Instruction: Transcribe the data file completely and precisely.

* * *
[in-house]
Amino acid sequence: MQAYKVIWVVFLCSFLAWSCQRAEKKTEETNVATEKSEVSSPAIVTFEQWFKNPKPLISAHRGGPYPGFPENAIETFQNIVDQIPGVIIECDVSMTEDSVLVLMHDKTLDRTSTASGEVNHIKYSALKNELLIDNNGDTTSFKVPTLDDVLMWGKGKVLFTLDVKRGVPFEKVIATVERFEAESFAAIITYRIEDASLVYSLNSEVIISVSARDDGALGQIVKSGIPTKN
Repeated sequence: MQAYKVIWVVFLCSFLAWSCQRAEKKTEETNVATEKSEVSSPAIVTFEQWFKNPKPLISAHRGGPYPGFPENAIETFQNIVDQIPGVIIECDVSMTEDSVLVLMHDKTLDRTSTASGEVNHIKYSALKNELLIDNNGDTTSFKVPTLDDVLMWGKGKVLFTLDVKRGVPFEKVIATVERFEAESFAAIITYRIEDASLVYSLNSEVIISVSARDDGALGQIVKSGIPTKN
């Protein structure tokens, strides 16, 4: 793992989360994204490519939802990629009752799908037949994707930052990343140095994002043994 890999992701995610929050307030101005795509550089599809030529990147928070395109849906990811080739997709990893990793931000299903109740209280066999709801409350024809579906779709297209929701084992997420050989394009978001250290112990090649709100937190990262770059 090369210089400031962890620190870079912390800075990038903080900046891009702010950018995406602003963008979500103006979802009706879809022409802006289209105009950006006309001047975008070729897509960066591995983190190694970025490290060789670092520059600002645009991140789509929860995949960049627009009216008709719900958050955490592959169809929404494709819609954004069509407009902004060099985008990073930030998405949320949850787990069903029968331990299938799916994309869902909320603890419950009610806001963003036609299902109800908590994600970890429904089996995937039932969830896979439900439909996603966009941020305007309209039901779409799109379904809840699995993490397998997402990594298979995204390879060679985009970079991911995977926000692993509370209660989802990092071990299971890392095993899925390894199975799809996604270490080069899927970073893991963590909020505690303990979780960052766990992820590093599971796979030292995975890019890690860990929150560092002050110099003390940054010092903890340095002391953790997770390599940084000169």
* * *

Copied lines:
[in-house]
Amino acid sequence: MQAYKVIWVVFLCSFLAWSCQRAEKKTEETNVATEKSEVSSPAIVTFEQWFKNPKPLISAHRGGPYPGFPENAIETFQNIVDQIPGVIIECDVSMTEDSVLVLMHDKTLDRTSTASGEVNHIKYSALKNELLIDNNGDTTSFKVPTLDDVLMWGKGKVLFTLDVKRGVPFEKVIATVERFEAESFAAIITYRIEDASLVYSLNSEVIISVSARDDGALGQIVKSGIPTKN
Repeated sequence: MQAYKVIWVVFLCSFLAWSCQRAEKKTEETNVATEKSEVSSPAIVTFEQWFKNPKPLISAHRGGPYPGFPENAIETFQNIVDQIPGVIIECDVSMTEDSVLVLMHDKTLDRTSTASGEVNHIKYSALKNELLIDNNGDTTSFKVPTLDDVLMWGKGKVLFTLDVKRGVPFEKVIATVERFEAESFAAIITYRIEDASLVYSLNSEVIISVSARDDGALGQIVKSGIPTKN
């Protein structure tokens, strides 16, 4: 793992989360994204490519939802990629009752799908037949994707930052990343140095994002043994 890999992701995610929050307030101005795509550089599809030529990147928070395109849906990811080739997709990893990793931000299903109740209280066999709801409350024809579906779709297209929701084992997420050989394009978001250290112990090649709100937190990262770059 090369210089400031962890620190870079912390800075990038903080900046891009702010950018995406602003963008979500103006979802009706879809022409802006289209105009950006006309001047975008070729897509960066591995983190190694970025490290060789670092520059600002645009991140789509929860995949960049627009009216008709719900958050955490592959169809929404494709819609954004069509407009902004060099985008990073930030998405949320949850787990069903029968331990299938799916994309869902909320603890419950009610806001963003036609299902109800908590994600970890429904089996995937039932969830896979439900439909996603966009941020305007309209039901779409799109379904809840699995993490397998997402990594298979995204390879060679985009970079991911995977926000692993509370209660989802990092071990299971890392095993899925390894199975799809996604270490080069899927970073893991963590909020505690303990979780960052766990992820590093599971796979030292995975890019890690860990929150560092002050110099003390940054010092903890340095002391953790997770390599940084000169």